Singaporean general election, 1963
All 51 seats to the Legislative Assembly
26 seats needed for a majority
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General elections were held in Singapore on 21 September 1963, five days after the merger with Malaysia. The elections saw an attempt by the United Malays National Organisation (UMNO), the ruling party in Malaysia tried, to oust the People's Action Party by sending in the UMNO-backed Singapore Alliance Party to contest the elections, violating previous agreement not to do so and a highlight in the relations between UMNO and the PAP. However, the result was a victory for the PAP, which won 37 of the 51 seats in the Singapore Legislative Assembly.
They were the only elections to be held in Singapore as a state of Malaysia; following the independence in 1965, the Legislative Assembly elected in 1963 became the first Parliament, and its members became Members of Parliament.
Although the PAP had won 43 seats in the 1959 elections, they had been reduced to 39 seats by 1961 following two by-election defeats and two defections to the new United People's Party. The party also expelled 13 of its Assembly Members a week after they voted against the PAP government in a no-confidence motion on 20 July 1961; the dissidents subsequently formed a new party, the Barisan Sosialis (BS), which PAP alleged was a communist front. The combination of by-election defeats, defections and expulsions reduced the PAP to 26 seats and gave the opposition 25, leaving PAP with a one-seat majority.
On 3 July 1962, while the integration referendum debate was in procession, PAP legislator Ho Puay Choo resigned, leaving it one seat short against the opposition. She joined the BS on 11 August 1962 but five days later, the United People's Party's legislator S. V. Lingam returned to PAP fold, giving it back its one-seat majority. Another five days later, minister Ahmad Ibrahim died from liver cancer, leaving both sides with 25 seats in the legislature. Barisan planned to field its iconic leader, Lim Chin Siong, in the vacated seat but Prime Minister Lee Kuan Yew decided against holding a by-election, choosing instead to call a full election to gain a fresh mandate. If the government failed to be re-elected, the Malaysia Federal government could deal with a new pro-communist ruling party in Singapore.
On 31 August 1963 Singapore was declared independent with the ruling People's Action Party (PAP) declared as trustees until the merger with Malaysia could be complete. On 3 September 1963 Lee Kuan Yew, the Prime Minister, dissolved the Legislative Assembly in accordance with procedure, and called for elections to be held on 21 September.
The elections, held in the midst of Singapore's merger with Malaysia, are remembered as the PAP's most hard-fought election. Once again, PAP fielded a full slate but faced intensive challenges from three components that did nearly the same. Barisan and its partner, Parti Rakyat fielded candidates in all except two seats, and the UPP had an unusual large number of candidates. The PAP government launched Operation Coldstore on 2 February 1963 and detained several BS leaders, including Lim.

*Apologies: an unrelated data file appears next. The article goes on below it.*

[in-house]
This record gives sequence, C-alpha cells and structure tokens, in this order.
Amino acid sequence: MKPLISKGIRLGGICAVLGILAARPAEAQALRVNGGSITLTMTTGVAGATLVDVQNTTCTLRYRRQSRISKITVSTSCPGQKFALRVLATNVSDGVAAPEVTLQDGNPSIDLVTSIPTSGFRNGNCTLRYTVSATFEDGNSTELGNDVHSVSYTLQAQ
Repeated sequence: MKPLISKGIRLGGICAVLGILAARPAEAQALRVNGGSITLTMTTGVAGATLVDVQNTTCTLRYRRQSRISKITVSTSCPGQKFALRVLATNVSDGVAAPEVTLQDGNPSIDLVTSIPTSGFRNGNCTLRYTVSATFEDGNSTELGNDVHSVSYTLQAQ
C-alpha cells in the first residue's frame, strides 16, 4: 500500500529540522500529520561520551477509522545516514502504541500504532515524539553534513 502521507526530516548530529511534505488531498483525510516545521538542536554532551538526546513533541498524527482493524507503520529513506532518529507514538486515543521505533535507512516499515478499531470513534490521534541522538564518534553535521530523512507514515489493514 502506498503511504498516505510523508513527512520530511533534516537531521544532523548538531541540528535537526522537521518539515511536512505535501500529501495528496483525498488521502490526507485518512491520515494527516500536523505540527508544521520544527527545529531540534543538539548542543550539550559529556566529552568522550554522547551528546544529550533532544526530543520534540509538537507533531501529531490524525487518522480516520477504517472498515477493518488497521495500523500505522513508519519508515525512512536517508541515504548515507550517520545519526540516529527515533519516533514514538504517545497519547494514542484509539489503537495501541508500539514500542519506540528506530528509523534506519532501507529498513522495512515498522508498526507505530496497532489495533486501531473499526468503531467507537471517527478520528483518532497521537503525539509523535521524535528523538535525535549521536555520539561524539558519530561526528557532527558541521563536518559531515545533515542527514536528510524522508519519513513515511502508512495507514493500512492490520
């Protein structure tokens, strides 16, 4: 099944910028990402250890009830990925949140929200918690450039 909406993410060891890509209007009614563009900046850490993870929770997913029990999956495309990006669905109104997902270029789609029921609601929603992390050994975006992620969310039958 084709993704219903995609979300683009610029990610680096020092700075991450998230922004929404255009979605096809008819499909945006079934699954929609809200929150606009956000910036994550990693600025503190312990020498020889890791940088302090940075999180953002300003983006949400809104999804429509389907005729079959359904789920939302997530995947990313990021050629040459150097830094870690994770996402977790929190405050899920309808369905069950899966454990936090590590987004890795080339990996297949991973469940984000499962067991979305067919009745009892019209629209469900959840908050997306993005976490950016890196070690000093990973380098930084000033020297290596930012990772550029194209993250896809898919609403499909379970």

On the final night of campaigning, PAP officials warned that if BS won, Malaysia would send troops into Singapore and invoke emergency powers in place of the incoming government, leaving no opportunity for Barisan to respond. This was said to have accounted for the eventual victory of the PAP the following day.
The sole Workers' Party legislator David Marshall resigned from the party he founded and became the only independent. Another participant was the Singapore Alliance Party, an extension of the ruling federal Alliance Party in Malaysia. It was a formalised umbrella consisting of the Singapore People's Alliance along with the local branches of UMNO, the Malayan Chinese Association and Malayan Indian Congress. However, its leader former Chief Minister Lim Yew Hock opted not to run in the elections, citing a defamation campaign by the PAP.
In the end, PAP managed to eke out an election victory with a two-thirds majority, an outcome which had been in doubt or unexpected in the lead-up to the vote. The party received just under 47% of the popular vote, compared to 54% in 1959, and represented their lowest-ever vote share since coming to power in 1959.
The Barisan Sosialis failed to win most of the seats they contested, and were hampered by the split in the anti-PAP vote between the UPP and Barisan in individual constituencies.
Cited factors that led to the PAP victory included, PAP's eleventh hour warning to voters that Malaysia would send troops into Singapore and invoke emergency powers in place of the incoming Barisan government; strong support among voters for Singapore's merger with Malaya, which was perceived to be jeopardised if Barisan won due to its opposition to merger; as well as English-educated middle classes fearful of communism tactically voting for PAP following the split of the leftists away from the party. Perhaps the most devastating factor for Barisan's defeat was its support for Indonesia and the Communist Party of Indonesia's opposition to the formation of Malaysia, especially given the fact that Indonesia had declared Konfrontasi and begun provocative military manoeuvres in Borneo in the lead up to the election.
A total of 92 candidates forfeited their deposits.
|People's Action Party||272,924||46.9||37||−6|
|United People's Party||48,785||8.4||1||+1|
|Pan-Malayan Islamic Party||1,545||0.3||0||0|
|United Democratic Party||760||0.1||0||New|
|Source: Singapore Elections|
In order to discourage future defections, the PAP government passed a law stipulating that legislators who resign or are expelled from the parties they were elected under would lose their seats.